Sigur Ros - With a Buzz in Our Ears, We Play Endlessly
There is no other band that can make you feel more inadequately human than Sigur Ros. Their post-rock, shoegazing songs are like hymns, as if they are not humans themselves, but angels playing God's music. They leave you feeling small, like a god-fearing child. Other post-rock bands don't seem to have this effect. Mogwai or Explosions in the Sky make you feel more than human, as if you alone can take on the world. With Sigur Ros, their powerful, ethereal sound has the opposite effect. Their sound is so large and grandiose that it makes you feel as small as a grain of sand. You hear Jonsi's voice, the string arrangements, the bowed guitars, all reverberated and shot into your ears like a drug and you are immediately disarmed and vulnerable. You fall weak at the sound of Sigur Ros. You are mortal while they are immortal. They don't live on Earth, but float in space like celestial beings, while you are merely human.
On their fifth full-length, With a Buzz in Our Ears, We Play Endlessly, these cloud dwellers briefly curb their atmospherics with a surprising and very much rewarding twist. Although the bulk of the album flows into the shoegazing crevasses that only Sigur Ros has carved out, the first two tracks (delightfully) come out of nowhere. "Gobbledigook" offers a bit of quirky panache, which is far from their style but, somehow, Sigur Ros manages to pull it off, sounding something like Animal Collective a la Sung Tongs. When the song's heartbeat percussion and staccato acoustic guitar chords combine with Jonsi's innocently impish vocals, the song becomes a fairy tale of sound. The flittering la la la's and handclaps are the sprites and nymphs that carry you off to yet another world that Sigur Ros has created. On the second track, "Inni mer syngur vitleysingur," the divine symphony is overjoyed. For a moment, we get to crash Sigur Ros' party, a celebration of the gods. Horns and pianos, of both the grand and toy variation, welcome us through the gates into Sigur Ros' playground up in the clouds. The chorus is superbly arranged with backing vocals layered in at just the right moments and when the chorus runs through the first time, a string arrangement rises up is as beautiful as those found on "Staraflur."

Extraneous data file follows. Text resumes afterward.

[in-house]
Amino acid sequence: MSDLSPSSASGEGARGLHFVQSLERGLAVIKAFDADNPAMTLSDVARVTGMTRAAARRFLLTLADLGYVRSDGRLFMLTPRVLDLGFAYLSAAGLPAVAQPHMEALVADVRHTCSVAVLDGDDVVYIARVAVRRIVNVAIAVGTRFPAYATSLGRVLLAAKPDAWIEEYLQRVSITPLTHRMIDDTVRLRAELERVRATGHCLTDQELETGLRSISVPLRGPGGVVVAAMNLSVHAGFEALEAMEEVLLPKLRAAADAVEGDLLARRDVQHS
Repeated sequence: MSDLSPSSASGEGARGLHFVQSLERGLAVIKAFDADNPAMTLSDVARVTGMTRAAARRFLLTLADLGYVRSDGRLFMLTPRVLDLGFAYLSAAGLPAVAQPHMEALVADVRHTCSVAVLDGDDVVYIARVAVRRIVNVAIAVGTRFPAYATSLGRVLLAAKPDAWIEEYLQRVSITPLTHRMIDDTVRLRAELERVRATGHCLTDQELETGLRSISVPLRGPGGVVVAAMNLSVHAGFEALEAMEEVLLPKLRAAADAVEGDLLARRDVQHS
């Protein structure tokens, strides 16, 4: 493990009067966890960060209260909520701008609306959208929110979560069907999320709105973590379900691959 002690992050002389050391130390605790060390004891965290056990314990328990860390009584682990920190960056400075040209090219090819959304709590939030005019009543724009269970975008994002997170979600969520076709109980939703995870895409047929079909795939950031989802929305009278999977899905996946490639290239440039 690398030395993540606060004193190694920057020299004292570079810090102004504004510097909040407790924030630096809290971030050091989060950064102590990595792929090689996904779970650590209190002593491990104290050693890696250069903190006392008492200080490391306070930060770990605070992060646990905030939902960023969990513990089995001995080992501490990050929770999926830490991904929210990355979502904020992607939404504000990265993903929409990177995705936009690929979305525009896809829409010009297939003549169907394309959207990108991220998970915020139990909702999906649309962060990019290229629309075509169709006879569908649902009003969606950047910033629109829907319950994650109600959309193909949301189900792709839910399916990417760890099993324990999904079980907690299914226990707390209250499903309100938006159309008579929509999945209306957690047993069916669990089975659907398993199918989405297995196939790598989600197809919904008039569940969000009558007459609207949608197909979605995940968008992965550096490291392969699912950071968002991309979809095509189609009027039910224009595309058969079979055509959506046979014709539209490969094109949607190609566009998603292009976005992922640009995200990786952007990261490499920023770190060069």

The remainder of the album is quite similar to ( ), which is certainly not a disappointment. But, overall, WABIOEWPE is more appealing due to "Gobbledigook" and "Inni mer syngur vitleysingur." They show that the band can be upbeat, but still maintain the angelic sound that has separated them from every other band. No other band is as humbling as Sigur Ros. Their sound is paralyzing. It is spiritual. It absorbs the oxygen around you and leaves you breathless. Sigur Ros is a band of angels and we are all just humans.
- Caleb Morairty